Longitude #11

December, 2011



Maastricht in tatters
by Stefano Cingolani

Twenty years after the drafting of the Treaty, the sovereign debt crisis shows that Europe is a fundamentally incomplete construction. Faced with the specter of disintegration, the EU will have no choice but to reconfigure the framework
out of which it has grown together thus far.

Beyond Maastricht
by Pasquale Terracciano

The European crisis has brought to light the fundamental problems of trying to achieve monetary and political union. But there is no turning back, and we need to forge ahead in a spirit of solidarity.

The importance of being European
by Andrea Loquenzi Holzer

Every dreamer knows the sensation of “how did I get here?” Now with the dream of European unity experiencing unprecedented turbulence, a reassessment of the path that has brought the continent from ruin to union is in order.

Turning theory into action
by Pasquale Ferrara

The absence of efficient  political governance has left the EU incapable of a strong and speedy reaction to attacks on its currency.

Watching Europe sink
by Christopher Caldwell

From the other side of the Atlantic, Europe’s travails hark back to Americans’ own loss of state identification. But the sheer weight of the Old Continent’s history risks taking the world under with it.

A road map for the euro
by Giuseppe Scognamiglio

For years the euro’s structural defects remained hidden. Now that they’ve been laid bare, it’s time to implement a plan that anchors the medium- and long-term financial markets’ expectations.

The New German Question
by Carlo Pelanda

As the eurozone’s leading economy, Germany has the power to accomplish what it was unable to do in two wars during the 20th century – dominate Europe. But Germany’s ambition has been ambiguous if not outright contradictory, to the detriment of the world economy.

The new Arab order Islam women money

Bringing the mountain to Muhammad
by Lanfranco Vaccari­­

To what extent is Islam compatible with democracy? The new political parties emerging in North Africa show a wide range that promises to fuel the debate about political Islam.

The genie is out of the lamp
by Sandro De Bernardin

Many in the West are expecting magic from the nascent democratic movements in North Africa. But it seems as if the genie has her own agenda.

Stabilizing North Africa
by Carlo Jean

Bringing security and stability to the region in the wake of so many regime changes will require consolidating the forces of order and ensuring that they serve the nation rather than the leader.

What Arab women want
by Valeria Biagiotti

No one in North Africa has more at stake in the outcome of elections than women. While the recently deposed leaders had poor human rights records, they often granted women more freedom than tradition would normally allow. 

Getting the economy back on track
by Franco Zallio

The upheavals in North Africa have severely curtailed economic productivity. As the nations edge more toward Islamic order, with its emphasis on social justice and sharia compliance in economic activity, their material wellbeing may hang in the balance.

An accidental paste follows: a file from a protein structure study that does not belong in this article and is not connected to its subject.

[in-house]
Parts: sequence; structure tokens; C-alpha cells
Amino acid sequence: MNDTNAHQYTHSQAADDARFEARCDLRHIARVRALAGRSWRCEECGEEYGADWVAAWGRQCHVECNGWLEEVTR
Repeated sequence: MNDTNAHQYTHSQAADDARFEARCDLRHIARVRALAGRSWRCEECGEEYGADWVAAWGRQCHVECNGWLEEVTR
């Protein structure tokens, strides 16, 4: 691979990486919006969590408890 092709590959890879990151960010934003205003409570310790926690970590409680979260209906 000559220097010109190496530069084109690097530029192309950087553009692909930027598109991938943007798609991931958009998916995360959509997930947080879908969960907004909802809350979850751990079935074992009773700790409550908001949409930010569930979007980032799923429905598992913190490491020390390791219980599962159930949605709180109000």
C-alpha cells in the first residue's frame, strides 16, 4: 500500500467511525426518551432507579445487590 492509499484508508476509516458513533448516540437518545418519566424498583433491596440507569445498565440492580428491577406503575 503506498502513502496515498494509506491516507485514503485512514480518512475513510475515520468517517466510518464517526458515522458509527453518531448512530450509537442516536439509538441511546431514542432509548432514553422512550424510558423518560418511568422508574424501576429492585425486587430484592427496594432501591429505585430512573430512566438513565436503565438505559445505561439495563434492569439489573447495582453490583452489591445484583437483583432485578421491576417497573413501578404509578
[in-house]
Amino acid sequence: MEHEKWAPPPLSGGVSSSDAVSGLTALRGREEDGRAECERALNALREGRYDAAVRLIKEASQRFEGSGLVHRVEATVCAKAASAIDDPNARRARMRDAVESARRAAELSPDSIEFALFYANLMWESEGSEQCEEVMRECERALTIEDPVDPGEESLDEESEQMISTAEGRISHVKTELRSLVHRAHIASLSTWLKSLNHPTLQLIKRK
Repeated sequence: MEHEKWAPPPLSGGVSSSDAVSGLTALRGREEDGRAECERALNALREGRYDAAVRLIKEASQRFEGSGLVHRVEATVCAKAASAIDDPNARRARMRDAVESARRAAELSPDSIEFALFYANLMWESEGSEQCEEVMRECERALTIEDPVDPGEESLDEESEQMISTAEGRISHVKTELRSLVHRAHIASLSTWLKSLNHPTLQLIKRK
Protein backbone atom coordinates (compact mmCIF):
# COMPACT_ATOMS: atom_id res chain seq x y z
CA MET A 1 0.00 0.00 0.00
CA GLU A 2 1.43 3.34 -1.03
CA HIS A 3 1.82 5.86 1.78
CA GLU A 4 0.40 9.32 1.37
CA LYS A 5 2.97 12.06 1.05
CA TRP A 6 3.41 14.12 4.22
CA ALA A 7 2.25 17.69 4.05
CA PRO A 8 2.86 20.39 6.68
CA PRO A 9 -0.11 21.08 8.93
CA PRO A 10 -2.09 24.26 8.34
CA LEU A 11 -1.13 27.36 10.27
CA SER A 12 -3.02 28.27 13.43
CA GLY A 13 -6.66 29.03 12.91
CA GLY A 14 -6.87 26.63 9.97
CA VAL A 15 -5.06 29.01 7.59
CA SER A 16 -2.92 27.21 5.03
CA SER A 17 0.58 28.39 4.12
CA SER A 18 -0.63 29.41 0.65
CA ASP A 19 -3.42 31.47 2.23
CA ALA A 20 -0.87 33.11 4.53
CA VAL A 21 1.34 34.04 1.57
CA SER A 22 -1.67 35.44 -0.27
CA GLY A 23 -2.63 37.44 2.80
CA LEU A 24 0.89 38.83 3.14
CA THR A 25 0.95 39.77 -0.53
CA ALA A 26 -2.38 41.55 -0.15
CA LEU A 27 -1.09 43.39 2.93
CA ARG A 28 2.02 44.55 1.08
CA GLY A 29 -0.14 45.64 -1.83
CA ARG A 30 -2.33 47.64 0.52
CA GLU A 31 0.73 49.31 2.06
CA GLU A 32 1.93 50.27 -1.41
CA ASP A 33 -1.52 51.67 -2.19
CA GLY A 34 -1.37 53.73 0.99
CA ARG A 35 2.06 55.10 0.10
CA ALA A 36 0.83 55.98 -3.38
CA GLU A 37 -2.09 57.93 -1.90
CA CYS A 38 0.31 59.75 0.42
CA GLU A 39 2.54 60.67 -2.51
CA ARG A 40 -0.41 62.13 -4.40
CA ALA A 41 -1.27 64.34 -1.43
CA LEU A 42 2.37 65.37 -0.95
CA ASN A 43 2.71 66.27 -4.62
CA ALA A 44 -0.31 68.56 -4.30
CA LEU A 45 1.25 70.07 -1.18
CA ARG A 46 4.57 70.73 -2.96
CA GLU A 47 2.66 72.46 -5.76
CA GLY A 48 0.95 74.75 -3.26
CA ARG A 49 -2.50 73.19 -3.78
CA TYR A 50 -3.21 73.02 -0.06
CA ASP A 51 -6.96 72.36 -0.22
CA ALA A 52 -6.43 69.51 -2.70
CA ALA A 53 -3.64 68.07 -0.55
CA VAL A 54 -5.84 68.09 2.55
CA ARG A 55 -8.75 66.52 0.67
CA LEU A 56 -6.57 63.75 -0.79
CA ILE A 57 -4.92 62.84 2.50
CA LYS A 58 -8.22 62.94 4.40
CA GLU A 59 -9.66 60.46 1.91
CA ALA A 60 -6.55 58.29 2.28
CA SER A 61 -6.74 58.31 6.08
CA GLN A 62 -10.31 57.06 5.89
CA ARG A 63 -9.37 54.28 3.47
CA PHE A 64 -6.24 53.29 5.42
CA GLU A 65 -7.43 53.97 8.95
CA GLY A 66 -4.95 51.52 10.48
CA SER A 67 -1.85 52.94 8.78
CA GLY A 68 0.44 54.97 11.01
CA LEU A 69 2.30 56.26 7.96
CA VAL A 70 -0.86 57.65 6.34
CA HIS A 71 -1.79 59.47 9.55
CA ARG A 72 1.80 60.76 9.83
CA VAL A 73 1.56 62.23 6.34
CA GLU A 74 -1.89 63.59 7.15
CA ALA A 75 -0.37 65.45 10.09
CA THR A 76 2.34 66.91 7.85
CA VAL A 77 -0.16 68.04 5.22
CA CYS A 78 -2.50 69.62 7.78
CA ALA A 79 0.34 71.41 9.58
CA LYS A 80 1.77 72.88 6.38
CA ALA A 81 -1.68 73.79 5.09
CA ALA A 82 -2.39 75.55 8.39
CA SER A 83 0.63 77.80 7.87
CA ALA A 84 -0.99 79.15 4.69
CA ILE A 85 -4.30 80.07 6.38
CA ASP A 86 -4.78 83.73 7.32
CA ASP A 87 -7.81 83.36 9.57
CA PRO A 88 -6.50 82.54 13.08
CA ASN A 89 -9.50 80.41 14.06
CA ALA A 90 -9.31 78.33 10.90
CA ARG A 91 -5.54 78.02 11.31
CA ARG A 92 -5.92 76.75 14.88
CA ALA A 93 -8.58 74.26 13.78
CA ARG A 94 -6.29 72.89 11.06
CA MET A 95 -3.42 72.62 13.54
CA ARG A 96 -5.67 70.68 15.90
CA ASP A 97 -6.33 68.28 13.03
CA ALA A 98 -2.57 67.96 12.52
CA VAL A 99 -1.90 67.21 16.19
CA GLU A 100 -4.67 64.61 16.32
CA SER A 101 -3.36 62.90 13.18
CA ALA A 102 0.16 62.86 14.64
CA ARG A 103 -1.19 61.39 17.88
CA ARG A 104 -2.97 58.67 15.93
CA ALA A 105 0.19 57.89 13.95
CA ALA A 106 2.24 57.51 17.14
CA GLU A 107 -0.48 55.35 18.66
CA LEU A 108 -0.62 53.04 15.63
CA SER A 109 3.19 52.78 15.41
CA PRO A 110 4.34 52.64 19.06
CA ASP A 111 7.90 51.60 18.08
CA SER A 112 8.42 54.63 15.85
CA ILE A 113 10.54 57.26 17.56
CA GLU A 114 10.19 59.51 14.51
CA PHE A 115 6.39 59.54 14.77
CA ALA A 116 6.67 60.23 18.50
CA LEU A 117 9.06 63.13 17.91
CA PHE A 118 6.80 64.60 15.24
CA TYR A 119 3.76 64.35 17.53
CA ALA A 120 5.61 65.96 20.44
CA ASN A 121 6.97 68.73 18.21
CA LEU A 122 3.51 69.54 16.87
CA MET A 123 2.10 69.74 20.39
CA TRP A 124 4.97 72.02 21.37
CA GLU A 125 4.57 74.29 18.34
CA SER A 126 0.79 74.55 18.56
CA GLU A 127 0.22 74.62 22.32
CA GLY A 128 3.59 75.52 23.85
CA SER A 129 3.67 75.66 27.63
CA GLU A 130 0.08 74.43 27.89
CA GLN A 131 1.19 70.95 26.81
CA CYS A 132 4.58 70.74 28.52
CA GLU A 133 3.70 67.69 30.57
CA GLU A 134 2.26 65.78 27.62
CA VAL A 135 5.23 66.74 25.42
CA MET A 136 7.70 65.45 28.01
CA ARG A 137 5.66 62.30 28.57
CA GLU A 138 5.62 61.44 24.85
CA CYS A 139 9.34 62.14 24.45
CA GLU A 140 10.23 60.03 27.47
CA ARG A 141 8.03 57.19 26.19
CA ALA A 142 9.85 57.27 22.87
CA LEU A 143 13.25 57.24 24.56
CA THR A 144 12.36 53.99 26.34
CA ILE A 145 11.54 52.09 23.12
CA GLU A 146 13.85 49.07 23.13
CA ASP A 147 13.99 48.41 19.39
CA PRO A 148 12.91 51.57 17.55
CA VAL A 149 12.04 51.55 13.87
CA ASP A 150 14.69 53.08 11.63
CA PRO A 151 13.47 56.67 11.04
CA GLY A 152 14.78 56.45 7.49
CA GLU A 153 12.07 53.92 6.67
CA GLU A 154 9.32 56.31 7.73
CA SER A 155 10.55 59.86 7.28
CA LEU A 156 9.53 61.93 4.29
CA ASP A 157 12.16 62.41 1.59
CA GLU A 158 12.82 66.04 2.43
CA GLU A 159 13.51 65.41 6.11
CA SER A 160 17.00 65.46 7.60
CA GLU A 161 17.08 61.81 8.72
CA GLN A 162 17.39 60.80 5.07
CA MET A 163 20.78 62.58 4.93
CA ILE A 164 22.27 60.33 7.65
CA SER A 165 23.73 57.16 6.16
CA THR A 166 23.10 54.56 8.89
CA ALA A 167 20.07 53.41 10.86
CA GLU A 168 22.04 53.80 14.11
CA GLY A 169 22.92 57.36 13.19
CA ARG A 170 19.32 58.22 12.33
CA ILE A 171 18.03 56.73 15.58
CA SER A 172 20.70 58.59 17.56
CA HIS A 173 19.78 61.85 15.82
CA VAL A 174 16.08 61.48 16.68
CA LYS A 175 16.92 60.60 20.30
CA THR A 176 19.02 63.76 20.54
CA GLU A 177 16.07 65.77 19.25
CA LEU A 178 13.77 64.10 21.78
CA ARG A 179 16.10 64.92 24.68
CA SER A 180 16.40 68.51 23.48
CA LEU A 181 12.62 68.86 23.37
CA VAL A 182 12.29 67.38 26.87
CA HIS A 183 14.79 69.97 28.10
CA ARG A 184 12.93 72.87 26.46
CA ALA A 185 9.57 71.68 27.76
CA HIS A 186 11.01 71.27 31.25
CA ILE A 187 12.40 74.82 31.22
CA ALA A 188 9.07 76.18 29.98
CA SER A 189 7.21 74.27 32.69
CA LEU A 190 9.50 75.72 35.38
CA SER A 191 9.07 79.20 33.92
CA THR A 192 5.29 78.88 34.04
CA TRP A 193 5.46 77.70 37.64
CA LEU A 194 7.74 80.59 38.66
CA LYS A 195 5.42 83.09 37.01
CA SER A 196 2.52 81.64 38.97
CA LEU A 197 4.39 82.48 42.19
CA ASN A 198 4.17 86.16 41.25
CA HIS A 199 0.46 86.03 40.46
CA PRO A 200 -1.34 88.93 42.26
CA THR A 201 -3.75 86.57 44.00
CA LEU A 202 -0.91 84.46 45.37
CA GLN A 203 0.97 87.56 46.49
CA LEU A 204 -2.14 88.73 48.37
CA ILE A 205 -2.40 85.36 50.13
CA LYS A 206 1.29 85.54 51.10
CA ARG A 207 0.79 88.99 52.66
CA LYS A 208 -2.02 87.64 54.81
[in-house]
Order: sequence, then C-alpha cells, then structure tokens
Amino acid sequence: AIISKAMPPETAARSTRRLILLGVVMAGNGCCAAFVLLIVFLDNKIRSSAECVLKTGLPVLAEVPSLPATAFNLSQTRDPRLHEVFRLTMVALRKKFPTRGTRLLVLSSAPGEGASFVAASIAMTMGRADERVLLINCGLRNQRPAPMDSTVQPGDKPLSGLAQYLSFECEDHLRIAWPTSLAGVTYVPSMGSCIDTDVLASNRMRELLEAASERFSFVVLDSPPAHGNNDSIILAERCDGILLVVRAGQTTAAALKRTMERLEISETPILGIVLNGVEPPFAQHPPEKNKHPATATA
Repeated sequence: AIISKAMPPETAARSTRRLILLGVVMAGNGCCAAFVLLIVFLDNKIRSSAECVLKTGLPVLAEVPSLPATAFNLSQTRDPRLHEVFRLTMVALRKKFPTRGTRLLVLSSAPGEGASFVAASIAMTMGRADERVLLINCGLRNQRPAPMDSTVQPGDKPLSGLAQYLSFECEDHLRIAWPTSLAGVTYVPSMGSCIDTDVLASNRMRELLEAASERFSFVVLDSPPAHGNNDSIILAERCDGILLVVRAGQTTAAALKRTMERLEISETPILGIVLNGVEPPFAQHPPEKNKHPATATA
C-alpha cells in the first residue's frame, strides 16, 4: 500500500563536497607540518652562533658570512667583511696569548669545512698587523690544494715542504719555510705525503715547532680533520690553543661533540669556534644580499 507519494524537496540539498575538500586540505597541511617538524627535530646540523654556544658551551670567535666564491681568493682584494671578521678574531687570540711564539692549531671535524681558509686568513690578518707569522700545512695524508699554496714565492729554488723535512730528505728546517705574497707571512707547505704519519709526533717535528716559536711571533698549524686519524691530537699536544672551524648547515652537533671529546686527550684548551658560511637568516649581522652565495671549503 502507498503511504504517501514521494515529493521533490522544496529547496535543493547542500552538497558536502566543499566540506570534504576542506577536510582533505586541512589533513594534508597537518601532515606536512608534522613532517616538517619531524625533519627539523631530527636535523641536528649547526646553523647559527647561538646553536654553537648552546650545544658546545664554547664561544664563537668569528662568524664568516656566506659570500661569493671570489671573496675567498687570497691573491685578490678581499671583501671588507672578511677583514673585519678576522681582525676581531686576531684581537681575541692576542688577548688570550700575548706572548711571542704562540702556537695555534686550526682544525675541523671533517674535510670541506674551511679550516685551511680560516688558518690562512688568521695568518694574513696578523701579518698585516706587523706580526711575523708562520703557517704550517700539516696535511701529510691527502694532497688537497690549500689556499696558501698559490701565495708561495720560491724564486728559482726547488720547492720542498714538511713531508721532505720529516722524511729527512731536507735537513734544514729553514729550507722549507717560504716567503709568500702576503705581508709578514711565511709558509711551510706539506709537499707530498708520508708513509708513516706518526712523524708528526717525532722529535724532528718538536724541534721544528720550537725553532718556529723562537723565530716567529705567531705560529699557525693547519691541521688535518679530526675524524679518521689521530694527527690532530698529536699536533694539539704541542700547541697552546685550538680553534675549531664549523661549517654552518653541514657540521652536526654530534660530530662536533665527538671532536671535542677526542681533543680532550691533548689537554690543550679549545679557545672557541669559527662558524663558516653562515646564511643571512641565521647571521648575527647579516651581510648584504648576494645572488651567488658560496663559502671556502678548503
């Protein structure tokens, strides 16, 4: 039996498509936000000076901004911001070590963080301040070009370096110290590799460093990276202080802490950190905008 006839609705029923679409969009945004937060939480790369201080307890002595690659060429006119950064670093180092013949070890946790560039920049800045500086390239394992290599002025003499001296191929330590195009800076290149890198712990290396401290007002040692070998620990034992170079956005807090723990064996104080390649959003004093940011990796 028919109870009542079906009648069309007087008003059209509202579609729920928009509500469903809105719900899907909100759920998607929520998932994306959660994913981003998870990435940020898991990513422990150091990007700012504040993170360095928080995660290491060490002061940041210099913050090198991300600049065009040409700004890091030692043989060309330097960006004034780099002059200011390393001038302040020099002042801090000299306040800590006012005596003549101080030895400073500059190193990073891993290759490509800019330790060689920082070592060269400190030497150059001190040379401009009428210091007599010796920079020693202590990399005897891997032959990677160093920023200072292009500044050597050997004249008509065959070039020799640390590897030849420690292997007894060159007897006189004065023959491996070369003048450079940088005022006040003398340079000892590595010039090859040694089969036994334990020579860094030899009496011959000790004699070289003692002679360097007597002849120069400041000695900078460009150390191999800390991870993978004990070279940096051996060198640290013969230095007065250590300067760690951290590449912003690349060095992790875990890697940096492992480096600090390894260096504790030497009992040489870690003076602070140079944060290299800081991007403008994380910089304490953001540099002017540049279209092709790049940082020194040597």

Lynchpin of stability
by Richard Greco

Over the years, Italy has proven itself to be a crucial partner in crisis management all over the world. Its track record in international flash points, has made it a point of reference in any institution-building endeavor, especially now with strife across the Mediterranean.


Second act
by Marina Valensise

The elections in France will pit a hyperactively inconclusive incumbent against a party stalwart with scant experience. Whoever wins will need to take harsh measures. No wonder the French are more blasé than usual.

François Hollande: an ordinary man
by Emmanuel Gout

Upon closer inspection, the unassuming French presidential candidate seems to have assumed the qualities of the paragon of Socialist presidents.


The Cain and the glory
by Giancarlo Loquenzi

Forget the gaffes and sexual harassment, Herman Cain is made of Teflon. His candidacy has already spiced up a bland Republican line-up. But will his mojo still be working when the primaries start in earnest?

Running on flat tax
by Alberto Mucci

Two of the top Republican candidates have proposed a flat tax to jump-start the US economy. It’s simple and makes for catchy slogans. But as the campaign heats up, they will have to convince skeptics that it won’t simply widen the wealth gap.


Thailand’s power plays
by Maurizio Stefanini

Apart from the recent devastating floods, Thai politics have experienced a flood of governments, alliances and factions sporting colored T-shirts. The main players, however, have all had to deal with the ever-increasing power of the Shinawatra family – especially now that Yingluck Shinawatra is prime minister.

Warming bloopers

Saving money saves lives
by Carlo Stagnaro

No one knows exactly what causes climate change. But whenever a natural disaster occurs, it seems the easiest way to soothe people’s consciences is to blame industry, progress, whatever. Energy would be better spent trying to make these inevitable disasters less lethal.